From a bullet wound over the right ear blood was slowly oozing and trickling over her white cheek.
“Help! Help!” he shouted loudly. “Mademoiselle has been shot from outside! Help!”
In a few seconds the elderly manservant burst into the room in a state of intense excitement.
“Quick!” cried Hugh. “Telephone for a doctor at once. I fear your mistress is dying!”
Henfrey had placed his hand upon Mademoiselle’s heart, but could detect no movement. While the servant dashed to the telephone, he listened for her breathing, but could hear nothing. From the wall he tore down a small circular mirror and held it against her mouth. There was no clouding.
There was every apparent sign that the small blue wound had proved fatal.
“Inform the police also!” Hugh shouted to the elderly Italian who was at the telephone in the adjoining room. “The murderer must be found!”
By this time four female servants had entered the room where their mistress was lying huddled and motionless. All of them were in deshabille. Then all became excitement and confusion. Hugh left them to unloosen her clothing and hastened out upon the veranda whereon the assassin must have stood when firing the shot.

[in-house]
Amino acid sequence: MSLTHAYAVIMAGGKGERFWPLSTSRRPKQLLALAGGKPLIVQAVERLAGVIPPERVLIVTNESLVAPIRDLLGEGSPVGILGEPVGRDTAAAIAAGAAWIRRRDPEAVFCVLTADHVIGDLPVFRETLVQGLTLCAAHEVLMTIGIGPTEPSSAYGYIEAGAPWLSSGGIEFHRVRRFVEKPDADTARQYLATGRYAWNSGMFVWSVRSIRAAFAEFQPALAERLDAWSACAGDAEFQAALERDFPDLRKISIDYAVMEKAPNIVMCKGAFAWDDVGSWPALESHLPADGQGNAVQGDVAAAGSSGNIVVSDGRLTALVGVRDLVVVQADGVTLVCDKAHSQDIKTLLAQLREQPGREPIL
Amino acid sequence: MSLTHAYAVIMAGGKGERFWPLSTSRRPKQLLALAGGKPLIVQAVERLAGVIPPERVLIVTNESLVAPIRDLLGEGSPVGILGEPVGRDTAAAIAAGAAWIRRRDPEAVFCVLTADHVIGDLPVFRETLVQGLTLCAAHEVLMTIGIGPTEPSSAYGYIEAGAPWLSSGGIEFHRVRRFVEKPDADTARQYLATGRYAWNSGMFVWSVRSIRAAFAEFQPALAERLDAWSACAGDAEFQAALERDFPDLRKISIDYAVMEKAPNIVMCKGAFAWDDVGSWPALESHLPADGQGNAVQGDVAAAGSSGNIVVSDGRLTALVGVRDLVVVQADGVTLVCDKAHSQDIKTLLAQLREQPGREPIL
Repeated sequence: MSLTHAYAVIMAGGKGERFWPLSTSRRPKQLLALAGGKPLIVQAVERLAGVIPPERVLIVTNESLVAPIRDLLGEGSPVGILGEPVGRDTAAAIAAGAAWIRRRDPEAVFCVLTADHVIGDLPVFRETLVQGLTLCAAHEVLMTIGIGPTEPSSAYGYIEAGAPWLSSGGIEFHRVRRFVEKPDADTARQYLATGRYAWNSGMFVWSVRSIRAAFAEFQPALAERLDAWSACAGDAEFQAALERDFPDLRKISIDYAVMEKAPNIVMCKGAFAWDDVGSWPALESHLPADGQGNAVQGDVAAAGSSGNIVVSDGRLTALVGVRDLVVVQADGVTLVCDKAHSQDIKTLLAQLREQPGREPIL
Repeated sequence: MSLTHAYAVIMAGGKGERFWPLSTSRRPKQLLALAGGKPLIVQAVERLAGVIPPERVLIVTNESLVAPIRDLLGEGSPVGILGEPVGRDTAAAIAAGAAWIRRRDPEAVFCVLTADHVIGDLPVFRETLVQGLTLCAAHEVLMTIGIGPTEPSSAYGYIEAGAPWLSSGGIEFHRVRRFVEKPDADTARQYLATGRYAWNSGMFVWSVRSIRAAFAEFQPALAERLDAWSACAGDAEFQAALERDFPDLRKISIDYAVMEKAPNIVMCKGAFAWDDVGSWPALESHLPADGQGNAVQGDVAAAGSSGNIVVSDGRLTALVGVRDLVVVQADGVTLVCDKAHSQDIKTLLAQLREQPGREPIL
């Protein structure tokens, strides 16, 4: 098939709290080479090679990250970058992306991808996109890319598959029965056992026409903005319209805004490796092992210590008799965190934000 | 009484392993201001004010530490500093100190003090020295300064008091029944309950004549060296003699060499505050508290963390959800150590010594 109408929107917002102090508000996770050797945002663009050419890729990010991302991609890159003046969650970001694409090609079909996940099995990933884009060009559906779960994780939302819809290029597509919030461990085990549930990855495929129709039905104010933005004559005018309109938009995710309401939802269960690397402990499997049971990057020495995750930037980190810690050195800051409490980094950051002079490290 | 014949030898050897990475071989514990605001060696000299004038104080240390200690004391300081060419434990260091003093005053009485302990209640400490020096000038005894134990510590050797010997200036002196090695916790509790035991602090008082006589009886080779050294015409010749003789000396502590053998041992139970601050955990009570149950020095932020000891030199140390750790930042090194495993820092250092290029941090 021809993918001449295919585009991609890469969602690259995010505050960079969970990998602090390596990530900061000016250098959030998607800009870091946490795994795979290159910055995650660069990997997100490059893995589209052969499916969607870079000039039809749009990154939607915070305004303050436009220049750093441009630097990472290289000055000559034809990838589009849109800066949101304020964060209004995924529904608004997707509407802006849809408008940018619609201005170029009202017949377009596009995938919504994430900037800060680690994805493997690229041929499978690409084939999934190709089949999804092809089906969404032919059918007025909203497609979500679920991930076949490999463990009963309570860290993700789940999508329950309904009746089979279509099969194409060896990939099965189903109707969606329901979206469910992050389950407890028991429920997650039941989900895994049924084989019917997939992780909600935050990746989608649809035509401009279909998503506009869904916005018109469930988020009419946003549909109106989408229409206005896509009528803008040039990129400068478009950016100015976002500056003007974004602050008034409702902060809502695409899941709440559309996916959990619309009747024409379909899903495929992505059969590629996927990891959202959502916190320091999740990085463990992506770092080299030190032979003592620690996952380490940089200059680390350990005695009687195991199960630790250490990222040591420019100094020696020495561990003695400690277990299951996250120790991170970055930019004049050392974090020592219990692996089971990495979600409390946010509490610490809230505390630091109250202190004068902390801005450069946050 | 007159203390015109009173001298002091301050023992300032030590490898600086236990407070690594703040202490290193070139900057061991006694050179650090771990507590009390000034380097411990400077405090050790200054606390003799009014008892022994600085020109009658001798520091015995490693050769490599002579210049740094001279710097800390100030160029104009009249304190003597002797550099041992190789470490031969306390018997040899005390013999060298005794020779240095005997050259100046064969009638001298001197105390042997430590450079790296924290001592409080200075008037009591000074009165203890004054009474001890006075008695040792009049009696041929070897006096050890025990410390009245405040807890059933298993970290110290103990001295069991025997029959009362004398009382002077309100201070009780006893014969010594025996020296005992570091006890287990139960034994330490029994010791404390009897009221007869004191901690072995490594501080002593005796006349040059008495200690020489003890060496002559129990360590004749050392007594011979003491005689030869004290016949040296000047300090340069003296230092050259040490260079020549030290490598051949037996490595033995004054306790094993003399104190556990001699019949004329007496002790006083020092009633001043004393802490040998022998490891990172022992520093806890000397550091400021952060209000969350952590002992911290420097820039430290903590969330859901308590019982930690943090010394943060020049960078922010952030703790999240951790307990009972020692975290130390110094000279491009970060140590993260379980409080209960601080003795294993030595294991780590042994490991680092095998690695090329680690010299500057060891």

Outside in the brilliant Riviera moonlight the scent of a wealth of flowers greeted his nostrils. It was almost bright as day. From the veranda spread a wide, fairy-like view of the many lights of Monte Carlo and La Condamine, with the sea beyond shimmering in the moonlight.
The veranda, he saw, led by several steps down into the beautiful garden, while beyond, a distance of a hundred yards, was the main gate leading to the roadway. The assassin, after taking careful aim and firing, had, no doubt, slipped along, and out of the gate.
But why had Mademoiselle been shot just at the moment when she was about to reveal the secret of his lamented father’s death?
He descended to the garden, where he examined the bushes which cast their dark shadows. But all was silence. The assassin had escaped!
Then he hurried out into the road, but again all was silence. The only hope of discovering the identity of the criminal was by means of the police vigilance. Truth to tell, however, the police of Monte Carlo are never over anxious to arrest a criminal, because Monte Carlo attracts the higher criminal class of both sexes from all over Europe. If the police of the Principality were constantly making arrests it would be bad advertisement for the Rooms. Hence, though the Monte Carlo police are extremely vigilant and an expert body of officers, they prefer to watch and to give information to the bureaux of police of other countries, so that arrests invariably take place beyond the frontiers of the Principality of Monaco.
It was not long before Doctor Leneveu, a short, stout, bald-headed little man, well known to habitues of the Rooms, among whom he had a large practice, entered the house of Mademoiselle and was greeted by Hugh. The latter briefly explained the tragic circumstances, whereupon the little doctor at once became fussy and excited.